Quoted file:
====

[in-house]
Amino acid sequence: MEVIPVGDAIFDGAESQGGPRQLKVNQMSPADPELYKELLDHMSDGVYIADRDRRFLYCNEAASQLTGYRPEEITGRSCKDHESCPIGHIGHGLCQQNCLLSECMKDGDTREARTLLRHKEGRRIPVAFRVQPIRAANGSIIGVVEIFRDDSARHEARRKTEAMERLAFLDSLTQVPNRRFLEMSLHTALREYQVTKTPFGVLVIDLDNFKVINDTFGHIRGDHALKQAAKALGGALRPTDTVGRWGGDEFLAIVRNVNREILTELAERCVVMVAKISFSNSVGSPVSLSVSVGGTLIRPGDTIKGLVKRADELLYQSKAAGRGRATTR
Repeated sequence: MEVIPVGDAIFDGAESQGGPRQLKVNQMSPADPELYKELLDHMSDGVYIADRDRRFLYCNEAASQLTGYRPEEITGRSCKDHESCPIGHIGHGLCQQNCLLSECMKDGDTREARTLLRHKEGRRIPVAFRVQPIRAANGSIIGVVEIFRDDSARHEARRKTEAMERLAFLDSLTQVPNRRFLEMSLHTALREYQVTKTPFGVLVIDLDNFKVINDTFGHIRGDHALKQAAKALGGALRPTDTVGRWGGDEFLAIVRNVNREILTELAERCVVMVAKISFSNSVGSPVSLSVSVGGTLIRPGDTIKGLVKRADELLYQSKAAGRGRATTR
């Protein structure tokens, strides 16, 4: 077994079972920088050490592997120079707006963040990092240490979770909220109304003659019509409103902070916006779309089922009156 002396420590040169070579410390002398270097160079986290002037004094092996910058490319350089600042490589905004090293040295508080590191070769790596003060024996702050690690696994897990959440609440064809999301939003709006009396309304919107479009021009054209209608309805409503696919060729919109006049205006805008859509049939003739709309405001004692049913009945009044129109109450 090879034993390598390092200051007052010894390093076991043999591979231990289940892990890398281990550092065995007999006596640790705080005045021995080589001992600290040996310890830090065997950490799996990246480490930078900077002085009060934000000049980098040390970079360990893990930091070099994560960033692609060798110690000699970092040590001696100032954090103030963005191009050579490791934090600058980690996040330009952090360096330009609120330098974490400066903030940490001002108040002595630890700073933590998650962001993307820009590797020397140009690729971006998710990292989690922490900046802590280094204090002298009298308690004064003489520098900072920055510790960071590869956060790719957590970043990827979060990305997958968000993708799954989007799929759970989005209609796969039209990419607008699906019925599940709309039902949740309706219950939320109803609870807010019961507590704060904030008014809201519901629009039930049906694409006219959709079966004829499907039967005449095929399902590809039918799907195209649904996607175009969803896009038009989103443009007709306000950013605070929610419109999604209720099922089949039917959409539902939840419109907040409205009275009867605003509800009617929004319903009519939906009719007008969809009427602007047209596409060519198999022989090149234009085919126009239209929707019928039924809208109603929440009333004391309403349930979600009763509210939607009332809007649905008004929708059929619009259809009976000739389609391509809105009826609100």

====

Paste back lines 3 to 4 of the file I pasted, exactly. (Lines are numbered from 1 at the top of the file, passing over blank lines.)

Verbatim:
Repeated sequence: MEVIPVGDAIFDGAESQGGPRQLKVNQMSPADPELYKELLDHMSDGVYIADRDRRFLYCNEAASQLTGYRPEEITGRSCKDHESCPIGHIGHGLCQQNCLLSECMKDGDTREARTLLRHKEGRRIPVAFRVQPIRAANGSIIGVVEIFRDDSARHEARRKTEAMERLAFLDSLTQVPNRRFLEMSLHTALREYQVTKTPFGVLVIDLDNFKVINDTFGHIRGDHALKQAAKALGGALRPTDTVGRWGGDEFLAIVRNVNREILTELAERCVVMVAKISFSNSVGSPVSLSVSVGGTLIRPGDTIKGLVKRADELLYQSKAAGRGRATTR
């Protein structure tokens, strides 16, 4: 077994079972920088050490592997120079707006963040990092240490979770909220109304003659019509409103902070916006779309089922009156 002396420590040169070579410390002398270097160079986290002037004094092996910058490319350089600042490589905004090293040295508080590191070769790596003060024996702050690690696994897990959440609440064809999301939003709006009396309304919107479009021009054209209608309805409503696919060729919109006049205006805008859509049939003739709309405001004692049913009945009044129109109450 090879034993390598390092200051007052010894390093076991043999591979231990289940892990890398281990550092065995007999006596640790705080005045021995080589001992600290040996310890830090065997950490799996990246480490930078900077002085009060934000000049980098040390970079360990893990930091070099994560960033692609060798110690000699970092040590001696100032954090103030963005191009050579490791934090600058980690996040330009952090360096330009609120330098974490400066903030940490001002108040002595630890700073933590998650962001993307820009590797020397140009690729971006998710990292989690922490900046802590280094204090002298009298308690004064003489520098900072920055510790960071590869956060790719957590970043990827979060990305997958968000993708799954989007799929759970989005209609796969039209990419607008699906019925599940709309039902949740309706219950939320109803609870807010019961507590704060904030008014809201519901629009039930049906694409006219959709079966004829499907039967005449095929399902590809039918799907195209649904996607175009969803896009038009989103443009007709306000950013605070929610419109999604209720099922089949039917959409539902939840419109907040409205009275009867605003509800009617929004319903009519939906009719007008969809009427602007047209596409060519198999022989090149234009085919126009239209929707019928039924809208109603929440009333004391309403349930979600009763509210939607009332809007649905008004929708059929619009259809009976000739389609391509809105009826609100």